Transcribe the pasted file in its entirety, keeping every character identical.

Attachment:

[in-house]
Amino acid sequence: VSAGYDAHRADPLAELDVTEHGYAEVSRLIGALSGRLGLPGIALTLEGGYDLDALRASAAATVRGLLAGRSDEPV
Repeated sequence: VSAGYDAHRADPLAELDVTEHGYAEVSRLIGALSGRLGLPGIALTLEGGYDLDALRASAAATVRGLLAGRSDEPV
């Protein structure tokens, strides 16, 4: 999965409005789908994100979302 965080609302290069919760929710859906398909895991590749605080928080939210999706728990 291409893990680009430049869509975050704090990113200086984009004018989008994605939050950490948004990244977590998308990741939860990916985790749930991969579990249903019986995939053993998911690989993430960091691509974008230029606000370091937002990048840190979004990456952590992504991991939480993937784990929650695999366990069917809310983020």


[in-house]
Amino acid sequence: VSAGYDAHRADPLAELDVTEHGYAEVSRLIGALSGRLGLPGIALTLEGGYDLDALRASAAATVRGLLAGRSDEPV
Repeated sequence: VSAGYDAHRADPLAELDVTEHGYAEVSRLIGALSGRLGLPGIALTLEGGYDLDALRASAAATVRGLLAGRSDEPV
């Protein structure tokens, strides 16, 4: 999965409005789908994100979302 965080609302290069919760929710859906398909895991590749605080928080939210999706728990 291409893990680009430049869509975050704090990113200086984009004018989008994605939050950490948004990244977590998308990741939860990916985790749930991969579990249903019986995939053993998911690989993430960091691509974008230029606000370091937002990048840190979004990456952590992504991991939480993937784990929650695999366990069917809310983020």